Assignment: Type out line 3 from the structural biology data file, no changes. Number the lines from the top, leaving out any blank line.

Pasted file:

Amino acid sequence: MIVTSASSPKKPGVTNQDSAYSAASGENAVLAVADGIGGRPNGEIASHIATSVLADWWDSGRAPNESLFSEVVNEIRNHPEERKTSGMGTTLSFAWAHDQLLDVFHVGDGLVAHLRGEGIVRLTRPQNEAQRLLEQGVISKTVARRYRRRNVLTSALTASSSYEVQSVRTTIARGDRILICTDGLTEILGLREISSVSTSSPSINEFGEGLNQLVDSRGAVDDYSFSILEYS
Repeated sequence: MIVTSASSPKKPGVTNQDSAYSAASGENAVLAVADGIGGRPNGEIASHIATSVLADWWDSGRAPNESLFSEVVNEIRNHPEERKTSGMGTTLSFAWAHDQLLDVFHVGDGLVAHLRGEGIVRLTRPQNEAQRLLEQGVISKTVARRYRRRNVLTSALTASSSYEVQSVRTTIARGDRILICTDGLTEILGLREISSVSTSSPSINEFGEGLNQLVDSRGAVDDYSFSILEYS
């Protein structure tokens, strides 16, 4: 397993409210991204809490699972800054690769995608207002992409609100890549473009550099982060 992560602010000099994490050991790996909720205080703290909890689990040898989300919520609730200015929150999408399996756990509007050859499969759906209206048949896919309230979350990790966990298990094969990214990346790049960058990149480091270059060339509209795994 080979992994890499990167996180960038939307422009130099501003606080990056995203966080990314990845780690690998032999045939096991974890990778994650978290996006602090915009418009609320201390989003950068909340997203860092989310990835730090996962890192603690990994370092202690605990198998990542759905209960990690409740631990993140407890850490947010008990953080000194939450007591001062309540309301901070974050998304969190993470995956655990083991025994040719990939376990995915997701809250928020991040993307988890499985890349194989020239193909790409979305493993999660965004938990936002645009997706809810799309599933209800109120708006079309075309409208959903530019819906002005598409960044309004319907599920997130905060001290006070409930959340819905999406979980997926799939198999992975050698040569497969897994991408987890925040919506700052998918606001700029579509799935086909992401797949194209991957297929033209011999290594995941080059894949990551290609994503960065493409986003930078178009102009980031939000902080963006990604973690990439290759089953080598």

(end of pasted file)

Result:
């Protein structure tokens, strides 16, 4: 397993409210991204809490699972800054690769995608207002992409609100890549473009550099982060 992560602010000099994490050991790996909720205080703290909890689990040898989300919520609730200015929150999408399996756990509007050859499969759906209206048949896919309230979350990790966990298990094969990214990346790049960058990149480091270059060339509209795994 080979992994890499990167996180960038939307422009130099501003606080990056995203966080990314990845780690690998032999045939096991974890990778994650978290996006602090915009418009609320201390989003950068909340997203860092989310990835730090996962890192603690990994370092202690605990198998990542759905209960990690409740631990993140407890850490947010008990953080000194939450007591001062309540309301901070974050998304969190993470995956655990083991025994040719990939376990995915997701809250928020991040993307988890499985890349194989020239193909790409979305493993999660965004938990936002645009997706809810799309599933209800109120708006079309075309409208959903530019819906002005598409960044309004319907599920997130905060001290006070409930959340819905999406979980997926799939198999992975050698040569497969897994991408987890925040919506700052998918606001700029579509799935086909992401797949194209991957297929033209011999290594995941080059894949990551290609994503960065493409986003930078178009102009980031939000902080963006990604973690990439290759089953080598």